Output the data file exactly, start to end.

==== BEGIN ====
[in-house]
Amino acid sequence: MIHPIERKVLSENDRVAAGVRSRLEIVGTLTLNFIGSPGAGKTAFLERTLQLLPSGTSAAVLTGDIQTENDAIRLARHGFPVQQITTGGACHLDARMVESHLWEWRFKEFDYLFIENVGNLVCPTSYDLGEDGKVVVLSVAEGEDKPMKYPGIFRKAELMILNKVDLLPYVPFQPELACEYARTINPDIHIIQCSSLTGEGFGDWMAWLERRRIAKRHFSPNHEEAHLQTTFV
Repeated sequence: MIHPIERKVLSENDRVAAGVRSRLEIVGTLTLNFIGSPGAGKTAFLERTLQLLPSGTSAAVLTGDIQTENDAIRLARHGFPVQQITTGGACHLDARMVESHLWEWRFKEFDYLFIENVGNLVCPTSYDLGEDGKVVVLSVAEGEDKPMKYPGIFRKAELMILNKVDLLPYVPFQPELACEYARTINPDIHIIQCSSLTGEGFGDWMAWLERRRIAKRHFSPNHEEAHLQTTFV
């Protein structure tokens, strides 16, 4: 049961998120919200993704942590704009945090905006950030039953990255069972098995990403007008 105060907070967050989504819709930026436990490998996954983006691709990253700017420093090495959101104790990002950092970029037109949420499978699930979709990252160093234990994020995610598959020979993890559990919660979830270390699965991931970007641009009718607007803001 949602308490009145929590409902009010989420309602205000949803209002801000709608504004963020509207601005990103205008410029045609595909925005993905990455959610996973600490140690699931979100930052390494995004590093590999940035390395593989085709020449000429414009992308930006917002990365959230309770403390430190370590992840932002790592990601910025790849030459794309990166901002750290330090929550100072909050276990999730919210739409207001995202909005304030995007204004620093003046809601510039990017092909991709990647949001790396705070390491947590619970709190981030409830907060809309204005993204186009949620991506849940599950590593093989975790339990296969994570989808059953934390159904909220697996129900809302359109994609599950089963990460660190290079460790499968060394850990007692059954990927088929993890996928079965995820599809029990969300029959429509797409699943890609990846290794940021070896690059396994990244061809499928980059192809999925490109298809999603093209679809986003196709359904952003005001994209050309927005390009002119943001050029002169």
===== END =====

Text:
[in-house]
Amino acid sequence: MIHPIERKVLSENDRVAAGVRSRLEIVGTLTLNFIGSPGAGKTAFLERTLQLLPSGTSAAVLTGDIQTENDAIRLARHGFPVQQITTGGACHLDARMVESHLWEWRFKEFDYLFIENVGNLVCPTSYDLGEDGKVVVLSVAEGEDKPMKYPGIFRKAELMILNKVDLLPYVPFQPELACEYARTINPDIHIIQCSSLTGEGFGDWMAWLERRRIAKRHFSPNHEEAHLQTTFV
Repeated sequence: MIHPIERKVLSENDRVAAGVRSRLEIVGTLTLNFIGSPGAGKTAFLERTLQLLPSGTSAAVLTGDIQTENDAIRLARHGFPVQQITTGGACHLDARMVESHLWEWRFKEFDYLFIENVGNLVCPTSYDLGEDGKVVVLSVAEGEDKPMKYPGIFRKAELMILNKVDLLPYVPFQPELACEYARTINPDIHIIQCSSLTGEGFGDWMAWLERRRIAKRHFSPNHEEAHLQTTFV
């Protein structure tokens, strides 16, 4: 049961998120919200993704942590704009945090905006950030039953990255069972098995990403007008 105060907070967050989504819709930026436990490998996954983006691709990253700017420093090495959101104790990002950092970029037109949420499978699930979709990252160093234990994020995610598959020979993890559990919660979830270390699965991931970007641009009718607007803001 949602308490009145929590409902009010989420309602205000949803209002801000709608504004963020509207601005990103205008410029045609595909925005993905990455959610996973600490140690699931979100930052390494995004590093590999940035390395593989085709020449000429414009992308930006917002990365959230309770403390430190370590992840932002790592990601910025790849030459794309990166901002750290330090929550100072909050276990999730919210739409207001995202909005304030995007204004620093003046809601510039990017092909991709990647949001790396705070390491947590619970709190981030409830907060809309204005993204186009949620991506849940599950590593093989975790339990296969994570989808059953934390159904909220697996129900809302359109994609599950089963990460660190290079460790499968060394850990007692059954990927088929993890996928079965995820599809029990969300029959429509797409699943890609990846290794940021070896690059396994990244061809499928980059192809999925490109298809999603093209679809986003196709359904952003005001994209050309927005390009002119943001050029002169």